SIB “Bird of the Week” – Great Egret

Great Egret – Ardea alba
Length:  39″; Wingspan: 51″; Weight: 30 oz.

Great Egret - Charles Moore
Great Egret – Charles Moore

The Great Egret, is also known as the White Egret, Common Egret, Great White Egret or the Large Great Egret. It occurs in tropical and warm temperate regions of the world including Central Europe, Africa, Asia, Australia, New Zealand, and portions of North, Central and South America.

Standing over three feet tall, the Great Egret is the largest white bird within its range and is distinguished from similar birds by its large size, solid white plumage, yellow bill, and dark grey to black legs and feet.

The neck of the Great Egret is extremely flexible and an adult bird can swallow a one-pound fish with ease, an amazing feat considering that on average adult birds may weigh just over two pounds themselves.

Each breeding season they carry out elaborate courting displays and behaviors and they are believed to be monogamous during a breeding season. It is unknown if they mate for  life.

Great Egret - Charles Moore
Great Egret – Charles Moore

Males establish a territory, select a nesting site, begin to build a nest and initiate mating displays that attract females. Breeding plumage consists of numerous delicate ornamental feathers. The birds display these feathers by holding them up, puffing them out, and spreading them over their backs. At the same time they extend their neck skyward and pump it up and down several times. Great Egrets make dry, croaking sounds, nasal squeals, and other harsh calls. They are particularly vocal during breeding season as they go about establishing territories, courting, forming pairs, and maintaining pair bonds. You just might hear something that sounds like this near their rookeries around the island.

Nests may be 100 or more feet high and frequently are directly above water. They are about three feet across, a foot deep, and lined with Spanish moss or other soft vegetation. Nests are continually repaired during the nesting season.

Great Egret - Charles Moore
Great Egret – Charles Moore

Typically two to four light blue-green eggs appear over a several day period and the adults alternately sit on the eggs. Hatching occurs in 23 to 27 days. Chicks are very aggressive and frequently weaker chicks are tossed out of the nest and don’t survive.

Initially, the parents regurgitate food into the nest but once the chicks are of sufficient size the parent bird feeds the chicks by placing its bill completely inside the mouth of each waiting chick.

Newborn chicks have long thin fuzzy feathers that protrude from their head as if they are affected by static electricity.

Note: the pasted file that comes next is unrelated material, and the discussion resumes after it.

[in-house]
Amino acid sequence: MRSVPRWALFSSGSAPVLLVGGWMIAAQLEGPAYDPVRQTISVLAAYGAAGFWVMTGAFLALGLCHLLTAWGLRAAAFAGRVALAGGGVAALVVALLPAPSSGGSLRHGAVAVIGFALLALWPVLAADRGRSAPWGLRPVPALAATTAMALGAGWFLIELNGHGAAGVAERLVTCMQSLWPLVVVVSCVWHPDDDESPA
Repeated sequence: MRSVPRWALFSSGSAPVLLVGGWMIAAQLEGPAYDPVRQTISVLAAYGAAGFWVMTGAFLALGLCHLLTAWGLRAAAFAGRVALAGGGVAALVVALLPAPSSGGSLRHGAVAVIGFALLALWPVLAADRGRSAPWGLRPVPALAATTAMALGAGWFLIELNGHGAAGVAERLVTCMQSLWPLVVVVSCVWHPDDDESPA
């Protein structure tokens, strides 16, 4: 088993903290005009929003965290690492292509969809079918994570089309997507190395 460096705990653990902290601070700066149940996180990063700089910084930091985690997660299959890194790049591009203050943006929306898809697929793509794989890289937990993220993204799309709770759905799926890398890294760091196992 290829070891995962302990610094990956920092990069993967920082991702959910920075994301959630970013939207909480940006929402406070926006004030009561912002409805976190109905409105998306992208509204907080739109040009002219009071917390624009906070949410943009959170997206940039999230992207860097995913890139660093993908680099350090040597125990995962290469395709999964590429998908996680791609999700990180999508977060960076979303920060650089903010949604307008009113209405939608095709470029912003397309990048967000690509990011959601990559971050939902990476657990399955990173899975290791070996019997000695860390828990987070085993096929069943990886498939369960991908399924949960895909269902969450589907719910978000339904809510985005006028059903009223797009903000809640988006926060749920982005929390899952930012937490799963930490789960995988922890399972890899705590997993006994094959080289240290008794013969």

Five to six weeks after hatching the chicks attempt their first flights. The average life span of a Great Egret is 15 years but some have been known to live more than twenty years in captivity.

Adult Great Egrets have no predators and only crows, vultures, and raccoons are reported to prey on the eggs and fledglings. However, their beautiful plumage nearly resulted in their demise. Ninety-five percent of the North American Great Egret population was killed for feathers to decorate hats and other clothing items in the 19th century.

Great Egret - Charles Moore
Great Egret – Charles Moore

Today, national and international treaties protect the Great Egret and their populations are thriving in North America. Their greatest threat today is the loss of habitat through drainage and the clearing of wetlands. The logo of the National Audubon Society is the Great Egret in full flight. This logo symbolizes the success of past and current conservation efforts protecting these magnificent birds and serves as a constant reminder that without such conservation efforts many to the world’s most beautiful wonders would be lost forever.

If you would like to learn more about this bird visit:

Range map of Great Egret - Cornell Lab of Ornithology
Range map of Great Egret – Cornell Lab of Ornithology

Article submitted by:  Charles Moore
Photographs provided by:  Charles Moore

This blog post is part of a series SIB will publish on a regular basis to feature birds seen in the area, both migratory and permanent residents.  When possible we will use photographs taken by our members.    Please let us know if you have any special requests of birds you would like to learn more about.

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Author: sibirders

SEABROOK ISLAND BIRDERS / “watching, learning, protecting” Seabrook Island Birders (SIB) are residents, renters and guests of Seabrook Island, SC who have an interest in learning, protecting and providing for the well-being of the incredible variety of birds that inhabit Seabrook Island throughout the year.

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